assessee. It may be laying of a drainage system; may
be construction of a project; provision of way for the
                           34             ITA No. 141/Hyd/2007 & Ors.
                                    M/s. Nagarjuna Construction Co. Ltd.
                                   ===========================

cattle and bullock carts in the village; provision for
traffic without any hindrance, the assessee's duty is to
develop infrastructure whether it involves construction
of a particular item as agreed to in the agreement or
not. The agreement is not for a specific work, it is for
development of facility as a whole. The assessee is
not entrusted with any specific work to be done by the
assessee. The material required is to be brought in by
the assessee by sticking to the quality and quantity
irrespective of the cost of such material.            The
Government does not provide any material to the
assessee. It provides the works in packages and not
as a works contract. The assessee utilizes its funds, its
expertise, its employees and takes the responsibility of
developing the infrastructure facility.      The losses
suffered either by the Govt. or the people in the process
of such development would be that of the assessee.
The assessee hands over the developed infrastructure
facility to the Government on completion of the
development.       Thereafter, the assessee has to
undertake maintenance of the said infrastructure for a
period of 12 to 24 months. During this period, if any
damages are occurred it shall be the responsibility of
the assessee. Further, during this period, the entire
infrastructure shall have to be maintained by the
assessee alone without hindrance to the regular traffic.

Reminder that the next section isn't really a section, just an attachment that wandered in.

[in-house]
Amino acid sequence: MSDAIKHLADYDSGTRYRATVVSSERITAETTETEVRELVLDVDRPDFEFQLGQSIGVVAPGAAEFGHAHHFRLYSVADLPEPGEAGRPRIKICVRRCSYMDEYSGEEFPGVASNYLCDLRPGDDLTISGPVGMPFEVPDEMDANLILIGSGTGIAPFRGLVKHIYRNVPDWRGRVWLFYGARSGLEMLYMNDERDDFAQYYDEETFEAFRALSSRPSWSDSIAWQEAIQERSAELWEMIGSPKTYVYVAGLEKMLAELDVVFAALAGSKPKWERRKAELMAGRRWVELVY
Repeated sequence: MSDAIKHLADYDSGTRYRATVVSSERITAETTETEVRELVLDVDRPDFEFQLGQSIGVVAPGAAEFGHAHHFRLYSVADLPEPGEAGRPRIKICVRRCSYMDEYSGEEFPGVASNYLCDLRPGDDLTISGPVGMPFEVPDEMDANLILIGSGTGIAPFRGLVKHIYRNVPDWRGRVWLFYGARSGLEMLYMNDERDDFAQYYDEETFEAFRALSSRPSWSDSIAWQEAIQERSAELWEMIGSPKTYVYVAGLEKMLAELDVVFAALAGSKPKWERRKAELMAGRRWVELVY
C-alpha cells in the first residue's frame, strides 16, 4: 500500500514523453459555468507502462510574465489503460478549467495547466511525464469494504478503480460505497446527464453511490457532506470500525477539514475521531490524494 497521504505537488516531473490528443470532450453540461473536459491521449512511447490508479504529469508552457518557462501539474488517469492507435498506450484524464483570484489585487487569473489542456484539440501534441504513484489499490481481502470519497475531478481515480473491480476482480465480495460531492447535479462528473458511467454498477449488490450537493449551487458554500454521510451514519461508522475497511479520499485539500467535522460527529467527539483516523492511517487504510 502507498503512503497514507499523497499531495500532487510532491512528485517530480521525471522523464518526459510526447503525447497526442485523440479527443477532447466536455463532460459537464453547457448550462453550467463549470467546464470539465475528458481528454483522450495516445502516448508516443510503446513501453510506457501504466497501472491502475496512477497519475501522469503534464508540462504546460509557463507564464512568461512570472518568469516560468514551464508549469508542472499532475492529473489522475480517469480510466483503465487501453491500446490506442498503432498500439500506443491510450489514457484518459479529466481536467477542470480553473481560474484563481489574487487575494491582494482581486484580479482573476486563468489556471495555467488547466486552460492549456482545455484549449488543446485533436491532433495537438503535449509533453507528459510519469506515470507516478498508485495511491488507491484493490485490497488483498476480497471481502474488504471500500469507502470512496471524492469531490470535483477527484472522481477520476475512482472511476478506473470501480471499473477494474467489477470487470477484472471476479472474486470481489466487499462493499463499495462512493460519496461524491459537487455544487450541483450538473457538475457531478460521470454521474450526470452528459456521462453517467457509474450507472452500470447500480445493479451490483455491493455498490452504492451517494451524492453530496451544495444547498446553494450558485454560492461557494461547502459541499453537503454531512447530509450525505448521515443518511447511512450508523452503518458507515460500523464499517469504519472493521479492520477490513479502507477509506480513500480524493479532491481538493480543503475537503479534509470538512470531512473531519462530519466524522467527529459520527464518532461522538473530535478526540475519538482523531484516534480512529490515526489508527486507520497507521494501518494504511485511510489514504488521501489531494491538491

Therefore, it is clear that from an un-developed area,
infrastructure is developed and handed over to the
Government and as explained by the CBDT vide its
Circular dated 18-05-2010, such activity is eligible for
deduction under section 80IA (4) of the Act. This cannot
be considered as a mere works contract but has to be
considered as a development of infrastructure facility.
Therefore, the assessee is a developer and not a works
contractor as presumed by the Revenue. The circular
issued by the Board, relied on by learned counsel for
the assessee, clearly indicate that the assessee is
eligible for deduction under section 80IA (4) of the Act.
The department is not correct in holding that the
assessee is a mere contractor of the work and not a
developer.

27. We also find that as per the provisions of the
section 80IA of the Act, a person being a company has
to enter into an agreement with the Government or
Government undertakings. Such an agreement is a
contract and for the purpose of the agreement a person
may be called as a contractor as he entered into a
                           35              ITA No. 141/Hyd/2007 & Ors.
                                     M/s. Nagarjuna Construction Co. Ltd.
                                    ===========================

contract. But the word "contractor" is used to denote a
person entering into an agreement for undertaking the
development of infrastructure facility. Every agreement
entered into is a contract.     The word "contractor" is
used to denote the person who enters into such
contract. Even a person who enters into a contract for
development of infrastructure facility is a contractor.
Therefore, the contractor and the developer cannot be
viewed differently. Every contractor may not be a
developer but every developer developing infrastructure
facility on behalf of the Government is a contractor.

28. We find that the decision relied on by the learned
counsel for the assessee in the case of CIT vs. Laxmi
civil Engineering works [supra] squarely applicable to
the issue under dispute which is in favour of the
assessee wherein it was held that mere development of
a infrastructure facility is an eligible activity for
claiming deduction under section 80IA of the Act after
considering the Judgement of the Mumbai High Court in
the case of ABG Heavy Engineering [supra]. The case of
ABG is not the pure developer whereas, in the present
case, the assessee is the pure developer. We also find
that Section 80IA of the Act, intended to cover the
entities carrying out developing, operating and
maintaining the infrastructure facility keeping in mind
the present business models and intend to grant the
incentives to such entities. The CBDT, on several
occasions, clarified that pure developer should also be
eligible to claim deduction under section 80IA of the Act,
which ultimately culminated into Amendment under
section 80IA of the Act, in the Finance Act 2001, to give